Open main menu

Call-out culture (also known as outrage culture) is a form of public shaming that aims to hold individuals and groups accountable for their actions, by calling attention to behavior that is perceived to be problematic, usually on social media.[1] A variant of the term, cancel culture, describes a form of boycott in which someone (usually a celebrity) who has shared a questionable or unpopular opinion, or has had behavior that is perceived to be offensive called out on social media is "canceled": they are completely boycotted by many fans, often leading to massive declines in celebrities' (almost always social media personalities) careers and fanbase.[2][3]


Michael Bérubé, a professor of Literature at Pennsylvania State University, states, "in social media, what is known as 'callout culture' and 'ally theater' (in which people demonstrate their bona fides as allies of a vulnerable population) often produces a swell of online outrage that demands that a post or a tweet be taken down or deleted".[4]

Lisa Nakamura, a professor at the University of Michigan, described cancel culture as a "cultural boycott" adding that "when you deprive someone of your attention, you're depriving them of a livelihood."[5]

See alsoEdit


  1. ^ "Social media shaming and forgiveness: why nobody's beyond the pale". The Next Web. Even the etymology of public shaming is inherently dehumanizing. In 2019, we talk of people being “cancelled,” as though they’re unpopular TV shows, and not human beings.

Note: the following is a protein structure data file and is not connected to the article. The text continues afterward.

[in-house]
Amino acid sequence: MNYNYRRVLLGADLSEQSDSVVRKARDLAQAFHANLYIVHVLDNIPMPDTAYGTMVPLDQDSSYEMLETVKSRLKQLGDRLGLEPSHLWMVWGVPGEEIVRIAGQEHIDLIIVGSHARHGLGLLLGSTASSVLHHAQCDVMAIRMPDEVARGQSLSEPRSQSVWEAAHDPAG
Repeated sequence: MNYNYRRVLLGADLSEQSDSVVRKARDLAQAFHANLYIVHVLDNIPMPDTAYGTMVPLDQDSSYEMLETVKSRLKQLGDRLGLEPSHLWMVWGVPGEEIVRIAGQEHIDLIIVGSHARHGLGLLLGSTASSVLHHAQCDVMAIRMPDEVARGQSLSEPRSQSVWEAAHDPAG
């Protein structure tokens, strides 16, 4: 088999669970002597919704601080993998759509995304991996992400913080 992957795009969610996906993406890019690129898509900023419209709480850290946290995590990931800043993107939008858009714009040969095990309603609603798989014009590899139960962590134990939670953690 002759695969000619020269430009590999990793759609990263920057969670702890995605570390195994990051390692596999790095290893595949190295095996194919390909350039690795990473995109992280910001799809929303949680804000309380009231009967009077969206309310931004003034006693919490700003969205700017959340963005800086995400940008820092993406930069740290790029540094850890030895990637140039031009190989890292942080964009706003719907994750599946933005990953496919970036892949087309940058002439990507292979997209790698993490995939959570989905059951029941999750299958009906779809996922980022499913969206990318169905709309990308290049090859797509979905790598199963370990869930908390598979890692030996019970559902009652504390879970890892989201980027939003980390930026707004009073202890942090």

2. ^ Sills, Sophie; Pickens, Chelsea; Beach, Karishma; Jones, Lloyd; Calder-Dawe, Octavia; Benton-Greig, Paulette; Gavey, Nicola (1 November 2016). "Rape culture and social media: young critics and a feminist counterpublic". Feminist Media Studies. 16 (6): 935–951. doi:10.1080/14680777.2015.1137962. ISSN 1468-0777.
  3. ^ Munro, Ealasaid (1 September 2013). "Feminism: A Fourth Wave?". Political Insight. 4 (2): 22–25. doi:10.1111/2041-9066.12021. ISSN 2041-9058.
  4. ^ Bérubé, Michael (January 2018). "The Way We Review Now". Publications of the Modern Language Association of America. 133 (1): 132–138. Retrieved 15 May 2019.
  5. ^ Bromwich, Jonah Engel (28 June 2018). "Everyone Is Canceled". The New York Times. Retrieved 16 March 2019.